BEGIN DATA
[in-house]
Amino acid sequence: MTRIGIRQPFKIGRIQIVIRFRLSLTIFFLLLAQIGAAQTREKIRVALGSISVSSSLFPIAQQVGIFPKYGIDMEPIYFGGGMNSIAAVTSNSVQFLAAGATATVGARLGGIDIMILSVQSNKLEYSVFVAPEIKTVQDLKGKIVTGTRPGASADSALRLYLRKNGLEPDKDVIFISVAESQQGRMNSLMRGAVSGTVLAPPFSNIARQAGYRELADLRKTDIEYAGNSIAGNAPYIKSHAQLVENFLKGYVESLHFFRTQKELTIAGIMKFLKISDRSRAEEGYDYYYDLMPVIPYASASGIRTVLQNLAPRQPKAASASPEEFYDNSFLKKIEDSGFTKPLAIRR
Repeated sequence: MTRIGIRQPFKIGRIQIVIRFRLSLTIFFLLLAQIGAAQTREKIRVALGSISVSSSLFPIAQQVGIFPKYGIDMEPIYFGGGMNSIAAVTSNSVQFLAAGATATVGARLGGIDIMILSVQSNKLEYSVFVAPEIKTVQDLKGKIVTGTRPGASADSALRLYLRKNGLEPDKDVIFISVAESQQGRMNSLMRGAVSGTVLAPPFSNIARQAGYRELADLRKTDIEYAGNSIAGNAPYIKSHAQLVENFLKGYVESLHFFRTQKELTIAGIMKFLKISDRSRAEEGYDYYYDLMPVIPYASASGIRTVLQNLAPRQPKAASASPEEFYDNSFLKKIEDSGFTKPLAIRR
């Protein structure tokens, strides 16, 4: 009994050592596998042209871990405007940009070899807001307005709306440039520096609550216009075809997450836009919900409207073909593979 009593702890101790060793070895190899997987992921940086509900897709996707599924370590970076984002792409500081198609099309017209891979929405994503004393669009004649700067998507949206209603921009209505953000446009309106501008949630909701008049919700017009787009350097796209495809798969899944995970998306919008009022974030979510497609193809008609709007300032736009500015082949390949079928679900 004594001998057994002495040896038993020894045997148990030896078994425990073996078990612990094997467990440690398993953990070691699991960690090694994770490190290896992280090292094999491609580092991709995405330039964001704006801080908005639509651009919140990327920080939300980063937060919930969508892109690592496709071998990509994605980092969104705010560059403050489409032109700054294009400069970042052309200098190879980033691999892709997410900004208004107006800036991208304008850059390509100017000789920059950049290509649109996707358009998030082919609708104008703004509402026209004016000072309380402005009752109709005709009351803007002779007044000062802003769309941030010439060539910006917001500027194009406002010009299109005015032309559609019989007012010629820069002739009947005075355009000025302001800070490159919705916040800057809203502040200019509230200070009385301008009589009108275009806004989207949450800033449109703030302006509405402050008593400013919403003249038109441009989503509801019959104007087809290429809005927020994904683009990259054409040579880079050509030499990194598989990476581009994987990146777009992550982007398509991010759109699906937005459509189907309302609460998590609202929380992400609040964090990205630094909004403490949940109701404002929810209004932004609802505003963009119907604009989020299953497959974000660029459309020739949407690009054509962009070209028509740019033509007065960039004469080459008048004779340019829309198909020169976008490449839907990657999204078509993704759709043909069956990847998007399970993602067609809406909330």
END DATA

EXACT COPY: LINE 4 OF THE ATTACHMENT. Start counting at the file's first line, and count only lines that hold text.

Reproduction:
């Protein structure tokens, strides 16, 4: 009994050592596998042209871990405007940009070899807001307005709306440039520096609550216009075809997450836009919900409207073909593979 009593702890101790060793070895190899997987992921940086509900897709996707599924370590970076984002792409500081198609099309017209891979929405994503004393669009004649700067998507949206209603921009209505953000446009309106501008949630909701008049919700017009787009350097796209495809798969899944995970998306919008009022974030979510497609193809008609709007300032736009500015082949390949079928679900 004594001998057994002495040896038993020894045997148990030896078994425990073996078990612990094997467990440690398993953990070691699991960690090694994770490190290896992280090292094999491609580092991709995405330039964001704006801080908005639509651009919140990327920080939300980063937060919930969508892109690592496709071998990509994605980092969104705010560059403050489409032109700054294009400069970042052309200098190879980033691999892709997410900004208004107006800036991208304008850059390509100017000789920059950049290509649109996707358009998030082919609708104008703004509402026209004016000072309380402005009752109709005709009351803007002779007044000062802003769309941030010439060539910006917001500027194009406002010009299109005015032309559609019989007012010629820069002739009947005075355009000025302001800070490159919705916040800057809203502040200019509230200070009385301008009589009108275009806004989207949450800033449109703030302006509405402050008593400013919403003249038109441009989503509801019959104007087809290429809005927020994904683009990259054409040579880079050509030499990194598989990476581009994987990146777009992550982007398509991010759109699906937005459509189907309302609460998590609202929380992400609040964090990205630094909004403490949940109701404002929810209004932004609802505003963009119907604009989020299953497959974000660029459309020739949407690009054509962009070209028509740019033509007065960039004469080459008048004779340019829309198909020169976008490449839907990657999204078509993704759709043909069956990847998007399970993602067609809406909330």